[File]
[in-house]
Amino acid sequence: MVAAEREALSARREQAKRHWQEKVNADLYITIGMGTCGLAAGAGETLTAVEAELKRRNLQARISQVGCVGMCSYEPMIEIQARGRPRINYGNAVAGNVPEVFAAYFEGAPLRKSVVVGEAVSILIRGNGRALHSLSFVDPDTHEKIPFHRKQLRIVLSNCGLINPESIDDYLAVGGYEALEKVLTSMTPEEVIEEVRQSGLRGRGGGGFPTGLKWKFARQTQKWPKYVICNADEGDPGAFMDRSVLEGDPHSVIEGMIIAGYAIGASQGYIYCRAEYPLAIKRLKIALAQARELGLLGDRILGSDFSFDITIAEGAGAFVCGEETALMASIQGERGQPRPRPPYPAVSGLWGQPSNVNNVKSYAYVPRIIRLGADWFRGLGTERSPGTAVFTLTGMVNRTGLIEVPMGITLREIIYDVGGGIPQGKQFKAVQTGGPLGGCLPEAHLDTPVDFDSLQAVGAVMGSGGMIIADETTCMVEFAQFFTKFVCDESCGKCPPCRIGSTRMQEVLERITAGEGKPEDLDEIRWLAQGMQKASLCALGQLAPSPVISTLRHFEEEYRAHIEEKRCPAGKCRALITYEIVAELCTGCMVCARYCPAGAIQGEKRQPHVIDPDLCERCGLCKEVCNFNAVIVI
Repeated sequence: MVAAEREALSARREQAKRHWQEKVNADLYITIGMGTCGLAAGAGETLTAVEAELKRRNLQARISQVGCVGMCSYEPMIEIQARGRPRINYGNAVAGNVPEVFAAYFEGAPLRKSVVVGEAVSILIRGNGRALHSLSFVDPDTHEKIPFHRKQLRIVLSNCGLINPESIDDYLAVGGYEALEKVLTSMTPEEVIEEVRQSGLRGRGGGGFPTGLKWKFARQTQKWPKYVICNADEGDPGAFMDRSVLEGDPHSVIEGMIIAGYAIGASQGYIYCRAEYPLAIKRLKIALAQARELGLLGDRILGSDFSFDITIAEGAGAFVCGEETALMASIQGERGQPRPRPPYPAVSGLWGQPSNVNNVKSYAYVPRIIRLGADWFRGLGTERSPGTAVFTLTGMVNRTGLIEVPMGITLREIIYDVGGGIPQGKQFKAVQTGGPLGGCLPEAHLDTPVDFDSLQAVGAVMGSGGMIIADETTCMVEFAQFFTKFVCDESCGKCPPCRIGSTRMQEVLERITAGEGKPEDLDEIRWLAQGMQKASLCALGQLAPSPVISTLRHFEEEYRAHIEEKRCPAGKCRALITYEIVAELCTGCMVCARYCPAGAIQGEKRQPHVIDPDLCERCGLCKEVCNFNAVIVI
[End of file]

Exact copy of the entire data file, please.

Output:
[in-house]
Amino acid sequence: MVAAEREALSARREQAKRHWQEKVNADLYITIGMGTCGLAAGAGETLTAVEAELKRRNLQARISQVGCVGMCSYEPMIEIQARGRPRINYGNAVAGNVPEVFAAYFEGAPLRKSVVVGEAVSILIRGNGRALHSLSFVDPDTHEKIPFHRKQLRIVLSNCGLINPESIDDYLAVGGYEALEKVLTSMTPEEVIEEVRQSGLRGRGGGGFPTGLKWKFARQTQKWPKYVICNADEGDPGAFMDRSVLEGDPHSVIEGMIIAGYAIGASQGYIYCRAEYPLAIKRLKIALAQARELGLLGDRILGSDFSFDITIAEGAGAFVCGEETALMASIQGERGQPRPRPPYPAVSGLWGQPSNVNNVKSYAYVPRIIRLGADWFRGLGTERSPGTAVFTLTGMVNRTGLIEVPMGITLREIIYDVGGGIPQGKQFKAVQTGGPLGGCLPEAHLDTPVDFDSLQAVGAVMGSGGMIIADETTCMVEFAQFFTKFVCDESCGKCPPCRIGSTRMQEVLERITAGEGKPEDLDEIRWLAQGMQKASLCALGQLAPSPVISTLRHFEEEYRAHIEEKRCPAGKCRALITYEIVAELCTGCMVCARYCPAGAIQGEKRQPHVIDPDLCERCGLCKEVCNFNAVIVI
Repeated sequence: MVAAEREALSARREQAKRHWQEKVNADLYITIGMGTCGLAAGAGETLTAVEAELKRRNLQARISQVGCVGMCSYEPMIEIQARGRPRINYGNAVAGNVPEVFAAYFEGAPLRKSVVVGEAVSILIRGNGRALHSLSFVDPDTHEKIPFHRKQLRIVLSNCGLINPESIDDYLAVGGYEALEKVLTSMTPEEVIEEVRQSGLRGRGGGGFPTGLKWKFARQTQKWPKYVICNADEGDPGAFMDRSVLEGDPHSVIEGMIIAGYAIGASQGYIYCRAEYPLAIKRLKIALAQARELGLLGDRILGSDFSFDITIAEGAGAFVCGEETALMASIQGERGQPRPRPPYPAVSGLWGQPSNVNNVKSYAYVPRIIRLGADWFRGLGTERSPGTAVFTLTGMVNRTGLIEVPMGITLREIIYDVGGGIPQGKQFKAVQTGGPLGGCLPEAHLDTPVDFDSLQAVGAVMGSGGMIIADETTCMVEFAQFFTKFVCDESCGKCPPCRIGSTRMQEVLERITAGEGKPEDLDEIRWLAQGMQKASLCALGQLAPSPVISTLRHFEEEYRAHIEEKRCPAGKCRALITYEIVAELCTGCMVCARYCPAGAIQGEKRQPHVIDPDLCERCGLCKEVCNFNAVIVI